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One of my Japanese classmates was having a hard time understanding the phrase "off the beaten track" and came to me for help. I told her that "beat" could also be used as "to make a path", as in "a well-beaten track". It got through to her eventually and she added that in Japanese they called it "a beast road".

I should have asked her more about this "beast road" but somehow I wrapped it up by simply saying "Ohh!Good to know!"

5

I guess what she wants to say is called 「けもの道{みち}」.

It implies a road through areas such as forests, bushes, hills, etc. only wild animals like boars, bears, mountain goats take.

In a metaphorical sense, 「けもの道」 is used to describe an unusual lifestyle such as a life taking a risk other people would not want to. Ex) being an entrepreneur, not choosing the career path your friends usually go, teachers recommend, or a firm prepares, etc. which is different from the road well-maintained.

"Bushwalking" in Australia or "Death Road" in Bolivia seems dangerous to me, but normally there are tour-guides or fellow travelers with you. Again, probably she wanted to describe the road which it seems no one has ever taken, not well-maintained, savage, and so on.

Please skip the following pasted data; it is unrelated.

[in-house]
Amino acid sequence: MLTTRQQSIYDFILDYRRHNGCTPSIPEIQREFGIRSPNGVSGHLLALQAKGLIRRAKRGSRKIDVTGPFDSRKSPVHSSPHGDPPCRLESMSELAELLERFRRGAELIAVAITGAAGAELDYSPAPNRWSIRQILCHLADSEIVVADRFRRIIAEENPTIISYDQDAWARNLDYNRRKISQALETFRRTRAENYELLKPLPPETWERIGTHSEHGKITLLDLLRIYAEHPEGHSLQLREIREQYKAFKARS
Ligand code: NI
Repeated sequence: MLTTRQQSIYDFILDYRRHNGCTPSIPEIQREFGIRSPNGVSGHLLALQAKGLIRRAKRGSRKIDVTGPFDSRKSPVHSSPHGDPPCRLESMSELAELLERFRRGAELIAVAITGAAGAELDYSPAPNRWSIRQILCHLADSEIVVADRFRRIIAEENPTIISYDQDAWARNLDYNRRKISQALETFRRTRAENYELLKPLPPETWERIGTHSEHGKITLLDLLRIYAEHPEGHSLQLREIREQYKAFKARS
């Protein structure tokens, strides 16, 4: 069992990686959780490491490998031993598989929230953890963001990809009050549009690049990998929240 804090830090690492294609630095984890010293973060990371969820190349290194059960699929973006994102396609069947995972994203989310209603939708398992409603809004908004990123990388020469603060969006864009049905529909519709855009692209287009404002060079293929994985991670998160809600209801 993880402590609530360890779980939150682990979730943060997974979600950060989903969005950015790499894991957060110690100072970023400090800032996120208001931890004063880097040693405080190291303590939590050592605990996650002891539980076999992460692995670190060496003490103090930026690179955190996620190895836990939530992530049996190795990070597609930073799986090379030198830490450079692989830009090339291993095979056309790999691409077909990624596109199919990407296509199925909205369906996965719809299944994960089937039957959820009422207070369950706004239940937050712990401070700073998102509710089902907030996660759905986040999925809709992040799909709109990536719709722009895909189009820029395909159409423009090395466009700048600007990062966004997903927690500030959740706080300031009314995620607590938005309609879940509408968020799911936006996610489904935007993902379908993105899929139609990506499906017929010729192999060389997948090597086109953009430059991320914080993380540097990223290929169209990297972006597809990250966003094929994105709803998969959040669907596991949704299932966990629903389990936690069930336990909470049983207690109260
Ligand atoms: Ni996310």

• Thank you very much! Now I have a clear picture of the phrase! – Cassandra Sep 22 at 4:45
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As per the search results from JACK's comment, the extremely literal translation of "beaten path" is:

[踏]{ふ}みならされた[道]{みち}

where 踏みならす is "beat" in the sense of making a path, and means road or path. That said, this is not a saying in Japanese the same way it is in English. The metaphor may hold up, but it's not going to be immediately familiar to anyone who hears it.

The word that your friend was talking about was almost certainly [獣道]{けものみち}, which is just [獣]{けもの}+[道]{みち}. The literal construction here is pretty much "beast road", but that perhaps sounds more exciting than the natural English translation of "animal trail" or "game trail". This word just means "trail made by wild animals" in both English and Japanese though; it's pretty much the opposite of the "beaten path".

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